The proposal, released on Monday, takes into account the fiscal reality of government austerity and the political reality of a president who pledged to end two costly and exhausting land wars. A result, the officials argue, will be a military capable of defeating any adversary, but too small for protracted foreign occupations.
Officials who saw an early draft of the announcement acknowledge that budget cuts will impose greater risk on the armed forces if they are again ordered to carry out two large-scale military actions at the same time: Success would take longer, they say, and there would be a larger number of casualties. Officials also say that a smaller military could invite adventurism by adversaries.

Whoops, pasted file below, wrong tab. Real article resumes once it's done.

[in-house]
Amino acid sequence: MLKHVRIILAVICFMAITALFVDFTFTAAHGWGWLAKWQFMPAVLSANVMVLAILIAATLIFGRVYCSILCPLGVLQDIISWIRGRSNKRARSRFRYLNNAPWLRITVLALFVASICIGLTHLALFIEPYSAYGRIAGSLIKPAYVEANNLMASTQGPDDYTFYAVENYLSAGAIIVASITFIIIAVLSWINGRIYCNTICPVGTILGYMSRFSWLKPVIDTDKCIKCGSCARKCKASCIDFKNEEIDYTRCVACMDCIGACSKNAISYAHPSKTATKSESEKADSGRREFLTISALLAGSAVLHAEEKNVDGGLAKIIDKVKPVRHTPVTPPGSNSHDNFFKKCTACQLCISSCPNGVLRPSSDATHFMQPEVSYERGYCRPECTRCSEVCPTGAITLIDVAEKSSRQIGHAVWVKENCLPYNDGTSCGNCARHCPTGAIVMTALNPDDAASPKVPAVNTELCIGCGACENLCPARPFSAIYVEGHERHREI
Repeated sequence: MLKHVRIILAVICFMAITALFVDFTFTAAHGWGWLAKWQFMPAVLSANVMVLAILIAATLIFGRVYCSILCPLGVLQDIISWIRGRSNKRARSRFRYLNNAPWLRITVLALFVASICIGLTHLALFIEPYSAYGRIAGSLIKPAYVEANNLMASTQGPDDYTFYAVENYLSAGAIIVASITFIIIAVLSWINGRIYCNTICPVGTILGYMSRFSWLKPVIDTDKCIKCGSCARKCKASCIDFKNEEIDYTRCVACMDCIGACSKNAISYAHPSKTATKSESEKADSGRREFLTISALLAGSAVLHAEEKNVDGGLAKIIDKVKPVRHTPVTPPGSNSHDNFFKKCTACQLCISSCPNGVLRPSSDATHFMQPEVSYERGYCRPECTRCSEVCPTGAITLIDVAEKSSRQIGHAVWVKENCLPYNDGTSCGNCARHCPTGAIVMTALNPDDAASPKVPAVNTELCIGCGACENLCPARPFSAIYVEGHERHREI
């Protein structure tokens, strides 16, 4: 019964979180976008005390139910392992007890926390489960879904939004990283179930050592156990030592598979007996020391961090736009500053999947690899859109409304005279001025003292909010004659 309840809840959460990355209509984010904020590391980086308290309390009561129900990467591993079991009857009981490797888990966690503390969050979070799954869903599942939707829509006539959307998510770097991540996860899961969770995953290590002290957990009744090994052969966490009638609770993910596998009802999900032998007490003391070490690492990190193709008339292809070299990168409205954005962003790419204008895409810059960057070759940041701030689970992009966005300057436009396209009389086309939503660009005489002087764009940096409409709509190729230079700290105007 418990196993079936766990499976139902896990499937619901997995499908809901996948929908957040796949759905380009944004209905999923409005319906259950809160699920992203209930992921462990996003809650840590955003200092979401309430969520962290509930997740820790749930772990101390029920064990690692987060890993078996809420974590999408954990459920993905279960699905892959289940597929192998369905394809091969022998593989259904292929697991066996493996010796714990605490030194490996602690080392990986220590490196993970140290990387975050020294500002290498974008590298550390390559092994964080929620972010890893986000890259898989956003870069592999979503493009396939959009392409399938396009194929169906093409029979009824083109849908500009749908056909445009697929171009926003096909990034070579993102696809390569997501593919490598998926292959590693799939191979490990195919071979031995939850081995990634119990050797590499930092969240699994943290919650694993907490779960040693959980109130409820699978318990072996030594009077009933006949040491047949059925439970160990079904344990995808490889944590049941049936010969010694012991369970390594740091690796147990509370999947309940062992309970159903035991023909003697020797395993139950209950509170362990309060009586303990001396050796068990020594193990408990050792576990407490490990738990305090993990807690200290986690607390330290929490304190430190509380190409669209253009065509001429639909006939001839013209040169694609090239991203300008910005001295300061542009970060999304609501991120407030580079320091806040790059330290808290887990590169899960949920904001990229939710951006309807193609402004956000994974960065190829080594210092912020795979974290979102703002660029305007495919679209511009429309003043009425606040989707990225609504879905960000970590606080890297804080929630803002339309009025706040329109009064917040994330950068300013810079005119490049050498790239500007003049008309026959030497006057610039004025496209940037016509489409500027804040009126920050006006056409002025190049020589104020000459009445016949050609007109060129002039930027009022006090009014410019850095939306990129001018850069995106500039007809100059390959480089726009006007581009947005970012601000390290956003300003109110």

“You have to always keep your institution prepared, but you can’t carry a large land-war Defense Department when there is no large land war,” a senior Pentagon official said.
Outlines of some of the budget initiatives, which are subject to congressional approval, have surfaced, an indication that even in advance of its release the budget is certain to come under political attack.